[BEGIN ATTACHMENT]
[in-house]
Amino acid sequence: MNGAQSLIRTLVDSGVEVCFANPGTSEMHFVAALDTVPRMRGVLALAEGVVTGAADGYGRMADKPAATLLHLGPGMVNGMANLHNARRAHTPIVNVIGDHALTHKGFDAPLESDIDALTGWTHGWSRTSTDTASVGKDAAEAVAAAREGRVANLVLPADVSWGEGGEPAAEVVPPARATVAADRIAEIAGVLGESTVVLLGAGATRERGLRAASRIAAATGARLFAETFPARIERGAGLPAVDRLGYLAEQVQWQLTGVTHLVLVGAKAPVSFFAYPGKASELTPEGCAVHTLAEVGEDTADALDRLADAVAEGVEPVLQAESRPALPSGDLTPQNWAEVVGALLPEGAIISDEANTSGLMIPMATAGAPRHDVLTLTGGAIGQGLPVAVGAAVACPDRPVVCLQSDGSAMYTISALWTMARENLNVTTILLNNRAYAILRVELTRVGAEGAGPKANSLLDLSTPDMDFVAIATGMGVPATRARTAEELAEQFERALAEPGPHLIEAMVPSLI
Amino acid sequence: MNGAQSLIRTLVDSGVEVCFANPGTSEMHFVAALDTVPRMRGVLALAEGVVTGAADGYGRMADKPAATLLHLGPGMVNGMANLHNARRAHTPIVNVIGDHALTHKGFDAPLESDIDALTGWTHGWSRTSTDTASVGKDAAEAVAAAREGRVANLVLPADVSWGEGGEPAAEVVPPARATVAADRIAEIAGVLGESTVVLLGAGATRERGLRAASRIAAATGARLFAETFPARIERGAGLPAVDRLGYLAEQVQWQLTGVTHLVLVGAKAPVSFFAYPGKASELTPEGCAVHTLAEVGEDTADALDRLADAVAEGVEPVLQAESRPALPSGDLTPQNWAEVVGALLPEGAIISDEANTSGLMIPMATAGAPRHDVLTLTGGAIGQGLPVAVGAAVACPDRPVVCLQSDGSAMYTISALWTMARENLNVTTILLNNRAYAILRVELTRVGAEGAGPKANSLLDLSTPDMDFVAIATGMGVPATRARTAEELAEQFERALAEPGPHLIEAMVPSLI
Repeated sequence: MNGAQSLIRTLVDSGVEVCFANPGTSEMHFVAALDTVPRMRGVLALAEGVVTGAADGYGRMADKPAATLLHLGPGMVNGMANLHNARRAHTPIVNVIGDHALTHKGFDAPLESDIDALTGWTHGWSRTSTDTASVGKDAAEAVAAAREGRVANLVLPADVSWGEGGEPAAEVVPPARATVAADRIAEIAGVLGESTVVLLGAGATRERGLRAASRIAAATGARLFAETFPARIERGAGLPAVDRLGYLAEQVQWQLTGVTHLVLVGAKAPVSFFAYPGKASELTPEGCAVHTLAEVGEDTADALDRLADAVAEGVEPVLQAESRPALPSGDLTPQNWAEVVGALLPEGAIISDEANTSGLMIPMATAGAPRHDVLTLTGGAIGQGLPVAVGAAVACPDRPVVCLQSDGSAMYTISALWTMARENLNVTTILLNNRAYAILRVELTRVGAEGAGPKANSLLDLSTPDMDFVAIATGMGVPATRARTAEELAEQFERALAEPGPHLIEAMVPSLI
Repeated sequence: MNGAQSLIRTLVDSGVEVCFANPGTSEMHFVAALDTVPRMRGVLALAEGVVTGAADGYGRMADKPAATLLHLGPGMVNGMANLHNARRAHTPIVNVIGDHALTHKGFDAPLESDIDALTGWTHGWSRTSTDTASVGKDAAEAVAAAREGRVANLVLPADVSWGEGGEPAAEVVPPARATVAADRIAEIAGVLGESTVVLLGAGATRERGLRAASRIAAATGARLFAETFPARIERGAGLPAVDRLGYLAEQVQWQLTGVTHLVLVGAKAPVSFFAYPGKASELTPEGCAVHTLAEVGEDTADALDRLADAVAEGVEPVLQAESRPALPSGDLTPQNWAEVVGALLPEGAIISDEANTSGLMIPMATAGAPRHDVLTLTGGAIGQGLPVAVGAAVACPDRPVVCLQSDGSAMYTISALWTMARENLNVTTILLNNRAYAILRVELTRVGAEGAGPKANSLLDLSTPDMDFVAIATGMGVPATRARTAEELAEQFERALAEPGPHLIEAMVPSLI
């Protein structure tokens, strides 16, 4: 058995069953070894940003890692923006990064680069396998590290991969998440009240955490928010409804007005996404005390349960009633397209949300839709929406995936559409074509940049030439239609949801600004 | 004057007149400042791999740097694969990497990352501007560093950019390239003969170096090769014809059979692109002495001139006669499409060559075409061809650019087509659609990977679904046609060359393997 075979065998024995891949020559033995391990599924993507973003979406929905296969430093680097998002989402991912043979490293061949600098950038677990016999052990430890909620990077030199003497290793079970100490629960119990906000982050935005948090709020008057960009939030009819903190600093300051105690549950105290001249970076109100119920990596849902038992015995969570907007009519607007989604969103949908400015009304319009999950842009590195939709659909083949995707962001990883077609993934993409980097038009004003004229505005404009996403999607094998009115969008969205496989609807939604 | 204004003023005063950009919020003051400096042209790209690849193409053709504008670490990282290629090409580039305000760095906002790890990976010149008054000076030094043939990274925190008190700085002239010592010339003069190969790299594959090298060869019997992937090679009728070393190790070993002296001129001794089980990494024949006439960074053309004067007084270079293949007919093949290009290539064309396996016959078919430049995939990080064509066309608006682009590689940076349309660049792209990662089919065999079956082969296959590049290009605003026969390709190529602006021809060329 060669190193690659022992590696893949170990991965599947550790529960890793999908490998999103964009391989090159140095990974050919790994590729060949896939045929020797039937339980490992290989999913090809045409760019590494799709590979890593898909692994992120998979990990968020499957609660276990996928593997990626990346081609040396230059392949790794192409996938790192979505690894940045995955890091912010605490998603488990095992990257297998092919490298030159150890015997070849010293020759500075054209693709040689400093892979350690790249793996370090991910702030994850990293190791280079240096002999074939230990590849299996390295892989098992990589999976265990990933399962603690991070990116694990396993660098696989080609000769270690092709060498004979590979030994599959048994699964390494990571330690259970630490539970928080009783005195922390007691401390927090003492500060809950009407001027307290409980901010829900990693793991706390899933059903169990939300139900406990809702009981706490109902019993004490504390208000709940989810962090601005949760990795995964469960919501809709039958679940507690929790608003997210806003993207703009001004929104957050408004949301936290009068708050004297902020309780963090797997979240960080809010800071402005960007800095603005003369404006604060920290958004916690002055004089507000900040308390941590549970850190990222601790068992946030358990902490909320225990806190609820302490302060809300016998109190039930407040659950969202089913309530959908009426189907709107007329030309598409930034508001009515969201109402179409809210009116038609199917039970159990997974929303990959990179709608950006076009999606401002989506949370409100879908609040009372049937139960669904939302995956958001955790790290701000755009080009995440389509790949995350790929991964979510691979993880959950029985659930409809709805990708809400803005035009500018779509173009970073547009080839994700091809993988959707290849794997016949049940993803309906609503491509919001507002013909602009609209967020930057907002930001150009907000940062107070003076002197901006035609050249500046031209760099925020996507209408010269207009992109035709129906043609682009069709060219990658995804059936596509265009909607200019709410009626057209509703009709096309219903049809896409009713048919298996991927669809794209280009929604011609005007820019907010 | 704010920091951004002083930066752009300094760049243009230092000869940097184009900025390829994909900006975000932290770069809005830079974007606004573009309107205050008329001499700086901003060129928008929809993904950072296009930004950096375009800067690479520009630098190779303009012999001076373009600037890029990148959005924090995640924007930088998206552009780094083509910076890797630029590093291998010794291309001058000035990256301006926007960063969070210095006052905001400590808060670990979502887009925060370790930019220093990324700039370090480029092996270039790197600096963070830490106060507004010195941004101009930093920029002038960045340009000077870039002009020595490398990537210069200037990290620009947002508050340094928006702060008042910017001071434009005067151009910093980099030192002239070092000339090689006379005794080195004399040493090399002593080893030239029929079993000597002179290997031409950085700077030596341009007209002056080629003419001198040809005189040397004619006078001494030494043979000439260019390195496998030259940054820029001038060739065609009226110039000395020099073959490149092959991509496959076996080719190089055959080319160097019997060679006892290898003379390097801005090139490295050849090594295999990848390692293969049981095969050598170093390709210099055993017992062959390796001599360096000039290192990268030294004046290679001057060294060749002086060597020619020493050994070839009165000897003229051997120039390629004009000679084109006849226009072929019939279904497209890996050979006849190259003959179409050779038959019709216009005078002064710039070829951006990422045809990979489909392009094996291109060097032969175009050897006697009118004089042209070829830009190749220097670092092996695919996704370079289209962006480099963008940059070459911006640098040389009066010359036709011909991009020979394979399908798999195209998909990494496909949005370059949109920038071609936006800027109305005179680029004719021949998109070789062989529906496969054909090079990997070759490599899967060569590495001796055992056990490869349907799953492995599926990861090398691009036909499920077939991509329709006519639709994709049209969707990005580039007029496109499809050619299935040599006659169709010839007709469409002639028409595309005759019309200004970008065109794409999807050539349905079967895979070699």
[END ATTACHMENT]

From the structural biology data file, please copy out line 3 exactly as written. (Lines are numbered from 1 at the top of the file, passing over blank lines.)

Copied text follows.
Amino acid sequence: MNGAQSLIRTLVDSGVEVCFANPGTSEMHFVAALDTVPRMRGVLALAEGVVTGAADGYGRMADKPAATLLHLGPGMVNGMANLHNARRAHTPIVNVIGDHALTHKGFDAPLESDIDALTGWTHGWSRTSTDTASVGKDAAEAVAAAREGRVANLVLPADVSWGEGGEPAAEVVPPARATVAADRIAEIAGVLGESTVVLLGAGATRERGLRAASRIAAATGARLFAETFPARIERGAGLPAVDRLGYLAEQVQWQLTGVTHLVLVGAKAPVSFFAYPGKASELTPEGCAVHTLAEVGEDTADALDRLADAVAEGVEPVLQAESRPALPSGDLTPQNWAEVVGALLPEGAIISDEANTSGLMIPMATAGAPRHDVLTLTGGAIGQGLPVAVGAAVACPDRPVVCLQSDGSAMYTISALWTMARENLNVTTILLNNRAYAILRVELTRVGAEGAGPKANSLLDLSTPDMDFVAIATGMGVPATRARTAEELAEQFERALAEPGPHLIEAMVPSLI